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Safe, confident and engaged rangatahi (youth)

Our voyage owes much to the strength and foresight of youth

The Waka Hourua initiatives identified Rangatahi 15- 25 year old’s as a priority population because of their increasing presence in the suicide statistics, particularly being reported higher when compared to Māori above 30 years old (Ministry of Justice, 2017).  Waka Hourua explored four opportunities for engagement. 

First, some initiatives focused on building resilience among secondary school students. Seminars enabled small breakout groups to discuss positive career planning, relationships at home and school, managing social media, and recognising distress in self and others.  The clear focus was on building strengths for today and tomorrow.  Other seminars heard from peers about how difficulties had been overcome and what had helped to regain confidence and develop the will to carry on.  Innovative educational and activity based programmes were promoted through the following initiatives;

Live more Awesome, Innov8 Group Limited, Mahia Toa Rangatahi, Ngā Waka o Te Tai Tokerau, Otara Boards Forum Incorporated, Piritahi Hau Ora, Taikura Trust, Te Manu Toroa, Te Awanui Hauora Trust, Te Rūnanga o Kirikiriroa and Tai Timu Trust.

In the second approach, rangatahi were encouraged to develop their own programmes and to make use of their own networks and sources of information.  Among other strategies, giving, seeking, and receiving help when it was needed was viewed crucial to fostering rangatahi wellbeing.  This approach was advocated by Awareness of Suicide in Kaipara, He Konae, Innov8 Group Limited, Tau Iho I Te Pō, Tiwhanawhana Trust in partnership with the Mental Health Foundation and Te Hauora o Te Hiku o Te Ika. Essentially rangatahi-led approaches recognise the potential of rangatahi to relate more readily to their peers and to reduce risks within school environments.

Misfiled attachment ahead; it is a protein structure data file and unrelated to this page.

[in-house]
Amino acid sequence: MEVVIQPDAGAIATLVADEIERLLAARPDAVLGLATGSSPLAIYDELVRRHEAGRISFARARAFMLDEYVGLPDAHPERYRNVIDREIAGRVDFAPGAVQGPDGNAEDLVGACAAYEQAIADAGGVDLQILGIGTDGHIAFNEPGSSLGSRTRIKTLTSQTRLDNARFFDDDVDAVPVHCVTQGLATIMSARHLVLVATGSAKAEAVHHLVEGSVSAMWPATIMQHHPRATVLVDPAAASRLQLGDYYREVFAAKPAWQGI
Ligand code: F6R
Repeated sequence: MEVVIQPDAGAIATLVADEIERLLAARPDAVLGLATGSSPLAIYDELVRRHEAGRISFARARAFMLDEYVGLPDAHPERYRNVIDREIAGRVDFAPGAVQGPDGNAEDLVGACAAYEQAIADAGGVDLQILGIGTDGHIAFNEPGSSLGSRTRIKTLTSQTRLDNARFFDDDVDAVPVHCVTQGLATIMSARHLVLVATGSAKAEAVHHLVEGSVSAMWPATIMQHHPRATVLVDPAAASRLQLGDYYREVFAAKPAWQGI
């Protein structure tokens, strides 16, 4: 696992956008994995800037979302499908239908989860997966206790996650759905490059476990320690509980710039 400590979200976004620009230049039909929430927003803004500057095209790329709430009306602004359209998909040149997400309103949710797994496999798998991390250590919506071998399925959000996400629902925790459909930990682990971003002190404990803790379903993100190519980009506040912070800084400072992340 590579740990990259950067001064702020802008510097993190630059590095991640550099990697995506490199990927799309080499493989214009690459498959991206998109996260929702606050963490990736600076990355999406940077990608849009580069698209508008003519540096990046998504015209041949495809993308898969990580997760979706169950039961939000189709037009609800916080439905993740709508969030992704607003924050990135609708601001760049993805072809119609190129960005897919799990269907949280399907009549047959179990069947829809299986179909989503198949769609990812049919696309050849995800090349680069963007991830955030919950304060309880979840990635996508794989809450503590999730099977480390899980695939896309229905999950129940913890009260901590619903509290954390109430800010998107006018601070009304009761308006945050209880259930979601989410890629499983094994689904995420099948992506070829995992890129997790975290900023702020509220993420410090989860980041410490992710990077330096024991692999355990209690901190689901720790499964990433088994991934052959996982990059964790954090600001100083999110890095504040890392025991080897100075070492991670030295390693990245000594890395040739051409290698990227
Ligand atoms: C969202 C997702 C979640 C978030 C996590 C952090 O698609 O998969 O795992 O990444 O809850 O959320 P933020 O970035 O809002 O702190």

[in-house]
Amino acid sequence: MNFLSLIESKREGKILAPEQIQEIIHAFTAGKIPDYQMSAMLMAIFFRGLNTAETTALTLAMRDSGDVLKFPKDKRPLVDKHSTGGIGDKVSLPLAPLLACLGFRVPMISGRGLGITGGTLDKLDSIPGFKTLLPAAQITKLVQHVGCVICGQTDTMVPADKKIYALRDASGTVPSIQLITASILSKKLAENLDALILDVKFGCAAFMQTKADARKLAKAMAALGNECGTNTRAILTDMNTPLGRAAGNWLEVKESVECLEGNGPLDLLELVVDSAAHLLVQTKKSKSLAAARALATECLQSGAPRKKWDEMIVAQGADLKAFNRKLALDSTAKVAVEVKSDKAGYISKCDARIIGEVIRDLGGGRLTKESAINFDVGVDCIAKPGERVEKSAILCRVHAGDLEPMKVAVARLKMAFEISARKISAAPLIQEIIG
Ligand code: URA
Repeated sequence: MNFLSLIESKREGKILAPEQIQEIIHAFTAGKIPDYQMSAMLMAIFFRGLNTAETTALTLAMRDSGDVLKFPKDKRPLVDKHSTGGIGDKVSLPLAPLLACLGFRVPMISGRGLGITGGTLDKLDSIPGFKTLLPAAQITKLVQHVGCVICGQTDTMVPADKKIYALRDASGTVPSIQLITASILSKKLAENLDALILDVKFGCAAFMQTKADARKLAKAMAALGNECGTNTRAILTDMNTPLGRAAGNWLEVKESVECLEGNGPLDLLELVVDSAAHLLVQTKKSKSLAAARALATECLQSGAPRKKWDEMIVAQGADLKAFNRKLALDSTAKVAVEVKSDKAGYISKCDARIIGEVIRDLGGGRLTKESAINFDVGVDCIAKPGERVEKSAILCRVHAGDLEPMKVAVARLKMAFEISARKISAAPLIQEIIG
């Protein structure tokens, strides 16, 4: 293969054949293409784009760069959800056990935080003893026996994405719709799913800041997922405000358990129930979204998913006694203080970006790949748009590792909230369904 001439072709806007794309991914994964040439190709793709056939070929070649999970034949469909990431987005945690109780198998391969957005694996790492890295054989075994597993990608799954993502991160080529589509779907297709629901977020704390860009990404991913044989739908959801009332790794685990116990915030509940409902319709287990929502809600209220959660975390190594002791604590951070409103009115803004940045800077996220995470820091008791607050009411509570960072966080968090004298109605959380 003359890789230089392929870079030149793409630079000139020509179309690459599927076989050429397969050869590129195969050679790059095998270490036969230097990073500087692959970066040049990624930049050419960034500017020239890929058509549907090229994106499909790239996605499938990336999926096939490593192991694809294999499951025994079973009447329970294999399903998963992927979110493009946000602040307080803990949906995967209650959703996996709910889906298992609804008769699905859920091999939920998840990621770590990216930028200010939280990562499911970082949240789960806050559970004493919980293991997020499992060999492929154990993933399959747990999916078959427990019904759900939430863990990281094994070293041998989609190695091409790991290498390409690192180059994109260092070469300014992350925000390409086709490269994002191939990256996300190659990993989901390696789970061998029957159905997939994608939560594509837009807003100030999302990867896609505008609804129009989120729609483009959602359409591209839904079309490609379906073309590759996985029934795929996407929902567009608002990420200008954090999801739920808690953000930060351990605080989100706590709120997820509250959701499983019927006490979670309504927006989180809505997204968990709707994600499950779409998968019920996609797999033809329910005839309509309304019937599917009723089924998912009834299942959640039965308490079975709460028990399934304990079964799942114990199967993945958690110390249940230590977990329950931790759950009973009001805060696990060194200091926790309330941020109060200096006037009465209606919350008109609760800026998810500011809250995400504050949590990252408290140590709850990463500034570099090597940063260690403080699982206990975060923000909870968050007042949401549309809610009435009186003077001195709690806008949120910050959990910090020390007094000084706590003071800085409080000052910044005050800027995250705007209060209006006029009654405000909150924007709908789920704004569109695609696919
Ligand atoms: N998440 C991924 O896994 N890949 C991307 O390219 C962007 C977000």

A third avenue took a more instructive approach by alerting groups to the impacts of lifestyles associated with suicide and then providing them with strategies for avoiding those situations.  There was also discussion on the services that could be helpful to anyone who might be unhappy to the point of considering suicide.   Alcohol and drug misuse, broken relationships, violence in home environments, perceived loss of dignity or self-esteem were among the more common risks addressed. Learning in an alcohol and drug-free environment was also viewed seminal for addressing wellness as advocated by Mika Haka Foundation, Ngā Waka o Te Tai Tokerau, Te Rūnanga o Kirikiriroa and Tai Timu Trust.

A fourth avenue drew on the expertise of rangatahi in digital technologies.  Communication, both positive and negative has become increasingly dependent on social media, text messaging, tweeting, and 24 hour mobile telephone exchanges.  Digital interaction has become the major form of connectedness for many rangatahi.  While the uncensored, impulsive, and hurtful language has presented serious problems for some on the receiving end, there have also been attempts to promote a more ethical approach to digital communication and a reduced dependency on that mode.

Rangatahi leaders themselves have also made greater use of social media, text messaging and mobile linkages to foster greater responsibility for users, and to provide advice for those who might be distressed to the point of contemplating suicide. Rangatahi initiatives include Otara Boards Forum Incorporated, Innov8 Group Limited and Piritahi Hauora

Common to all four approaches has been a strong sense of responsibility for the prevention of suicide.  The initiatives undertaken by rangatahi leaders, and the sense of obligation to peers, have been beneficial.   Often, they demonstrated a capacity to relate and help in ways that parents, teachers, or community agencies would have found difficult.

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